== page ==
Molecular characterization of Bacillus thuringiensis strains with differential toxicity to the spotted stalk borer, Chilo partellus
Opondo, S. O
Ngure, , R. M.
Nguu, E. K
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Objective: Three Bacillus thuringiensis isolates designated 1M, K10-2 and V24-M with varying levels of toxicity to Chilo partellus (spotted stalk borer) were characterized to establish the basis for the differential toxicity and to identify any unique properties that may be used to screen other isolates. Methodology and results: Bt isolate colonies were picked from plates and inoculated into LB medium and growth rate estimated by measurement of cell density at absorbance 600nm. Secreted proteins was quantified and analysed through SDS-PAGE. Bt plasmid DNA was isolated and restricted with different restriction enzymes and analysed by electrophoresis. Isolate 1M had a slightly elevated growth rate in LB medium at the lag and exponential phases of growth than both isolates K10-2 and V24-M , but at the plateau phase the growth rates were not significantly different for all the three isolates. All crystals were bi-pyramidal in shape suggesting that the Bt isolates are leptidopteran specific. The major protein bands for isolate K10-2 and V24-M had molecular weights of 28, 65, and 130kDa while main protein bands in isolate 1M were of molecular weight 28 and 65kDa. The three Bt isolates showed varying levels of plasmid DNA concentration with isolate 1M having the highest plasmid concentration suggesting greater plasmid copy number. Upon restriction digestion of the isolates plasmid DNA with EcoRI, BamHI and HindIII, one particular unique band of 7200 bp was evident in all the digests. Conclusion and application of findings: Bt isolate, 1M which had the highest toxicity against C.partellus in a previous study showed a unique protein profile and higher plasmid copy number than the other isolates. The results suggest that these properties may be used for selective identification of Bt isolates that exhibit effective toxicity against C. partellus.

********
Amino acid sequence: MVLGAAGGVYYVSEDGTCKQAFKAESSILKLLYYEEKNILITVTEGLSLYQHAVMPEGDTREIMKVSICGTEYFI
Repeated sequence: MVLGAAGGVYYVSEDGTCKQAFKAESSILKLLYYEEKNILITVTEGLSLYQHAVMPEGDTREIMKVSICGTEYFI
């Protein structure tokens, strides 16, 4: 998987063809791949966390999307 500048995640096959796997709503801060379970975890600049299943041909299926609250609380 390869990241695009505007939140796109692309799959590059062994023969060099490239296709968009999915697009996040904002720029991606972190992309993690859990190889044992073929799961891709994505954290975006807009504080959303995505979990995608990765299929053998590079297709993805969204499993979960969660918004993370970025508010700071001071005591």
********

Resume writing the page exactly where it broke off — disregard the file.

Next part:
CitationJournal of Applied Biosciences 31: 1878 - 1886
Centre for Biotechnology and Bioinformatics